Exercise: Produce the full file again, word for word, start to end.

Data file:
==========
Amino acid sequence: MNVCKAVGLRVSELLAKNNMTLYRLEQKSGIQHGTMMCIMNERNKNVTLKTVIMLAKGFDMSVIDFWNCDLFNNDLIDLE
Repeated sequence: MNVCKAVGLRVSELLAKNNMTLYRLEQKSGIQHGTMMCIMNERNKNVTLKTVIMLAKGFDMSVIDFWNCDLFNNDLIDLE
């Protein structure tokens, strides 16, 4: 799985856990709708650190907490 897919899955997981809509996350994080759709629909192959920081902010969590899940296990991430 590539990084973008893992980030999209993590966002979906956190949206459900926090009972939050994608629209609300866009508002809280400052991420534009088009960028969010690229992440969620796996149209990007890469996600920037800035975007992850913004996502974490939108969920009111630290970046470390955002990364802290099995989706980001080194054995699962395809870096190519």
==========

Amino acid sequence: MNVCKAVGLRVSELLAKNNMTLYRLEQKSGIQHGTMMCIMNERNKNVTLKTVIMLAKGFDMSVIDFWNCDLFNNDLIDLE
Repeated sequence: MNVCKAVGLRVSELLAKNNMTLYRLEQKSGIQHGTMMCIMNERNKNVTLKTVIMLAKGFDMSVIDFWNCDLFNNDLIDLE
């Protein structure tokens, strides 16, 4: 799985856990709708650190907490 897919899955997981809509996350994080759709629909192959920081902010969590899940296990991430 590539990084973008893992980030999209993590966002979906956190949206459900926090009972939050994608629209609300866009508002809280400052991420534009088009960028969010690229992440969620796996149209990007890469996600920037800035975007992850913004996502974490939108969920009111630290970046470390955002990364802290099995989706980001080194054995699962395809870096190519």